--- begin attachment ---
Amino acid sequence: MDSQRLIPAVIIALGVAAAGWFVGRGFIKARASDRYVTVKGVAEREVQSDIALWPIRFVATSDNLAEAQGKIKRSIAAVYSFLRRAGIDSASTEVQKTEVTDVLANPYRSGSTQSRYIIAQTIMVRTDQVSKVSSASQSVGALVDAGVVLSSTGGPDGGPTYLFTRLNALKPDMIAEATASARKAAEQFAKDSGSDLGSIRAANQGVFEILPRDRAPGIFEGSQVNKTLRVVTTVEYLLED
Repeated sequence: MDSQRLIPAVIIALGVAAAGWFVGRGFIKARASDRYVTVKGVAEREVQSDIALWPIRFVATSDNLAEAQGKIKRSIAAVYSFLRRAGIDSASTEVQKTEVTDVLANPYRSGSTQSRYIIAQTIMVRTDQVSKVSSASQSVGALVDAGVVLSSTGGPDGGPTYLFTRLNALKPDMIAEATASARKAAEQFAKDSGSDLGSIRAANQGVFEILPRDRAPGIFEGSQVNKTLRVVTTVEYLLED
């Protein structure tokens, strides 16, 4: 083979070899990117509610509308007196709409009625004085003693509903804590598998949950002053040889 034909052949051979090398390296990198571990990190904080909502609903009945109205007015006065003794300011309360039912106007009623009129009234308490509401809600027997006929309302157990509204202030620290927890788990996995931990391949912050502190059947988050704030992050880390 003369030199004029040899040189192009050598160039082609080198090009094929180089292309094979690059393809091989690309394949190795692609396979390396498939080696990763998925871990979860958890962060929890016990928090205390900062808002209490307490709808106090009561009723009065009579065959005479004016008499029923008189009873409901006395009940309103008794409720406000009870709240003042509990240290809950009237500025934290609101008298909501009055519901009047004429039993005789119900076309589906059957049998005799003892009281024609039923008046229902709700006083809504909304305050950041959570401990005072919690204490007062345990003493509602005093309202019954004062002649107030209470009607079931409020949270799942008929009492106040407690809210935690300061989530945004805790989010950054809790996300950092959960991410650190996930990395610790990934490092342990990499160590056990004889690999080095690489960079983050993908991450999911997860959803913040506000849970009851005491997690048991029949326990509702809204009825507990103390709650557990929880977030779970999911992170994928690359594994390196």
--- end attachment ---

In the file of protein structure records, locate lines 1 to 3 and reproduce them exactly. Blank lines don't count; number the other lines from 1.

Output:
Amino acid sequence: MDSQRLIPAVIIALGVAAAGWFVGRGFIKARASDRYVTVKGVAEREVQSDIALWPIRFVATSDNLAEAQGKIKRSIAAVYSFLRRAGIDSASTEVQKTEVTDVLANPYRSGSTQSRYIIAQTIMVRTDQVSKVSSASQSVGALVDAGVVLSSTGGPDGGPTYLFTRLNALKPDMIAEATASARKAAEQFAKDSGSDLGSIRAANQGVFEILPRDRAPGIFEGSQVNKTLRVVTTVEYLLED
Repeated sequence: MDSQRLIPAVIIALGVAAAGWFVGRGFIKARASDRYVTVKGVAEREVQSDIALWPIRFVATSDNLAEAQGKIKRSIAAVYSFLRRAGIDSASTEVQKTEVTDVLANPYRSGSTQSRYIIAQTIMVRTDQVSKVSSASQSVGALVDAGVVLSSTGGPDGGPTYLFTRLNALKPDMIAEATASARKAAEQFAKDSGSDLGSIRAANQGVFEILPRDRAPGIFEGSQVNKTLRVVTTVEYLLED
């Protein structure tokens, strides 16, 4: 083979070899990117509610509308007196709409009625004085003693509903804590598998949950002053040889 034909052949051979090398390296990198571990990190904080909502609903009945109205007015006065003794300011309360039912106007009623009129009234308490509401809600027997006929309302157990509204202030620290927890788990996995931990391949912050502190059947988050704030992050880390 003369030199004029040899040189192009050598160039082609080198090009094929180089292309094979690059393809091989690309394949190795692609396979390396498939080696990763998925871990979860958890962060929890016990928090205390900062808002209490307490709808106090009561009723009065009579065959005479004016008499029923008189009873409901006395009940309103008794409720406000009870709240003042509990240290809950009237500025934290609101008298909501009055519901009047004429039993005789119900076309589906059957049998005799003892009281024609039923008046229902709700006083809504909304305050950041959570401990005072919690204490007062345990003493509602005093309202019954004062002649107030209470009607079931409020949270799942008929009492106040407690809210935690300061989530945004805790989010950054809790996300950092959960991410650190996930990395610790990934490092342990990499160590056990004889690999080095690489960079983050993908991450999911997860959803913040506000849970009851005491997690048991029949326990509702809204009825507990103390709650557990929880977030779970999911992170994928690359594994390196």